The World Wildlife Fund (WWF) expressed concern over the marine environment and marine life populations in a report published on the anniversary since the sinking of the tanker “Agia Zoni”, which caused a major oil spill in the Saronic coast.
“The oil spill, which was recorded as the second largest oil spill in the world for 2017, made the oil nightmare a reality,” said Theodora Nantsou, head of WWF policy, and Dimitris Ibrahim, WWF Hellas, head of WWF maritime policy, said in a report.
“On September 18, we filed a lawsuit against every person responsible for breaching environmental protection laws, asking – for the first time in Greek history – that criminal charges be pressed,” the report said.
WWF researchers said that the cleaning operation was fortunately successful, according to the data from the Hellenic Center for Marine Research but “the investigation for pressing charges and hold those responsible to account has yet to be completed. The plans for hydrocarbons exploration in the Greek seas are progressing rapidly. In some areas (Katakolo) these projects are so advanced, based on the timetables of the company, the first drilling is expected in 2019.”
“The marine area allocated to petroleum companies for exploration and extraction of oil and/or gas cover almost 60,000 square kilometers, extending from the north of Corfu, covering almost the whole of the Ionian Sea and reaching to the west and southwest Crete. Most of us are well acquainted with this region, its waters, islands and coasts. We have admired its beauties either as tourists, visitors or inhabitants: these seas are home – among other things – to whales, dolphins, turtles, Mediterranean seals and corals. All these unique species are not just an impressive natural wealth, but an indicator that our sea is healthy and is the backbone of our economy.”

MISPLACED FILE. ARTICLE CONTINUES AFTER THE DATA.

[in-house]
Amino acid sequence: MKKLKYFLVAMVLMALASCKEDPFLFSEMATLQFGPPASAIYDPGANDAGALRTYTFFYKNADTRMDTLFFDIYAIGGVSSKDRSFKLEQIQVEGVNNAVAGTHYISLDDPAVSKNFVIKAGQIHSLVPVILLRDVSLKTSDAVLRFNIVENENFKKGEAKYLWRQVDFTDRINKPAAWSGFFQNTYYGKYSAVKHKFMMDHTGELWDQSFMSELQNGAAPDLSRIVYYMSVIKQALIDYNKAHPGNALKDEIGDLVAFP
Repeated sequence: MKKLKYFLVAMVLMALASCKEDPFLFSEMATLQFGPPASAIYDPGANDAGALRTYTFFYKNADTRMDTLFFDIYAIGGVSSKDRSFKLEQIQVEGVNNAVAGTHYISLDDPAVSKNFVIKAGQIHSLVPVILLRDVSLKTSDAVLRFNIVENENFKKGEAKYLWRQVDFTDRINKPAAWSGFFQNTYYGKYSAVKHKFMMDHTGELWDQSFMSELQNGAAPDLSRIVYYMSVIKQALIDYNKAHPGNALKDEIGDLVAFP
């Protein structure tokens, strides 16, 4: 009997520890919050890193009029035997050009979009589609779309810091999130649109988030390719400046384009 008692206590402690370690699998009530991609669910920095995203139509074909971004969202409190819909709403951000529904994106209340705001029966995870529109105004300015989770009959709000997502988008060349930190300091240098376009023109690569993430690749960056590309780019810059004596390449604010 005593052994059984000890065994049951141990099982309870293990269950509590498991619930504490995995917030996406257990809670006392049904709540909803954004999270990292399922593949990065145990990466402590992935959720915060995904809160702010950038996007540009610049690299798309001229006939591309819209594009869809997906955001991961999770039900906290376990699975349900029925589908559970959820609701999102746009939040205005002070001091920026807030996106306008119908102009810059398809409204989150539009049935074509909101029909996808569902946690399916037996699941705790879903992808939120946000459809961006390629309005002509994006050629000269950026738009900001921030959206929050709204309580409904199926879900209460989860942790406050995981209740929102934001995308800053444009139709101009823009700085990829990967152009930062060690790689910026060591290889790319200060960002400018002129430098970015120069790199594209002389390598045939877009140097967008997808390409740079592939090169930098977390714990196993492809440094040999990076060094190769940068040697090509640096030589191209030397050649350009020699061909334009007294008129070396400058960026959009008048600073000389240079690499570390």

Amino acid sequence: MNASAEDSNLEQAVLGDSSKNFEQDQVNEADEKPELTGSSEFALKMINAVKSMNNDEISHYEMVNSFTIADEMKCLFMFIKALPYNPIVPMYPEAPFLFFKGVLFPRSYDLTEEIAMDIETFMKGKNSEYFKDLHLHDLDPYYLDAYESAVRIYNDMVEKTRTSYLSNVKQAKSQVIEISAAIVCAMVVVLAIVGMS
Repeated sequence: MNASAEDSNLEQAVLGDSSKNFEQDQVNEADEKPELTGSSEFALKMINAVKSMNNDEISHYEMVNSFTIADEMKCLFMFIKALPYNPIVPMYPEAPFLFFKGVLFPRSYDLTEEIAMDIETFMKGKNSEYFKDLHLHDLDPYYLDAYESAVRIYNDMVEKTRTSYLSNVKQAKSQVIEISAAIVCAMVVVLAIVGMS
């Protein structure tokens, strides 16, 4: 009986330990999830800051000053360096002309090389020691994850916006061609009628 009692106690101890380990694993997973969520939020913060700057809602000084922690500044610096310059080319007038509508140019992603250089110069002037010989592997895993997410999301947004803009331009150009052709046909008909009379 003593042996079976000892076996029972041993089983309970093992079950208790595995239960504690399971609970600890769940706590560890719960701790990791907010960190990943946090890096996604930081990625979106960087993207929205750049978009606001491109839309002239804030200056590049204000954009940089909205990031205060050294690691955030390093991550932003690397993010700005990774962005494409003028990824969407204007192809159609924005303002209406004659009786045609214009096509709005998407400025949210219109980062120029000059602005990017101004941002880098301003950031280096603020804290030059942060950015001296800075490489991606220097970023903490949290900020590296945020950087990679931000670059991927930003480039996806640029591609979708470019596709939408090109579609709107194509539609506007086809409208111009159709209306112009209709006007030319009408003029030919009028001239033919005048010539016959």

The businesses eyeing these regions naturally have little interest in this. The same companies have, in any case, sought to extract oil in the Arctic and the Amazon. They will cite their long experience in similar projects, complying with environmental legislation and using the most advanced technology. The truth, however, is different for three main reasons.
Firstly, the waters of the Ionian and Crete are open deep sea (the deepest point of the Mediterranean lies in the southwest of Pylos and exceeds 5,000 meters), making research and extraction extremely dangerous. Second, companies operating in the region have a history of oil pollution, lack of transparency and/or corruption. Thirdly, oil extraction is incompatible with (sustainable) tourism development, the biggest source of income for the country.”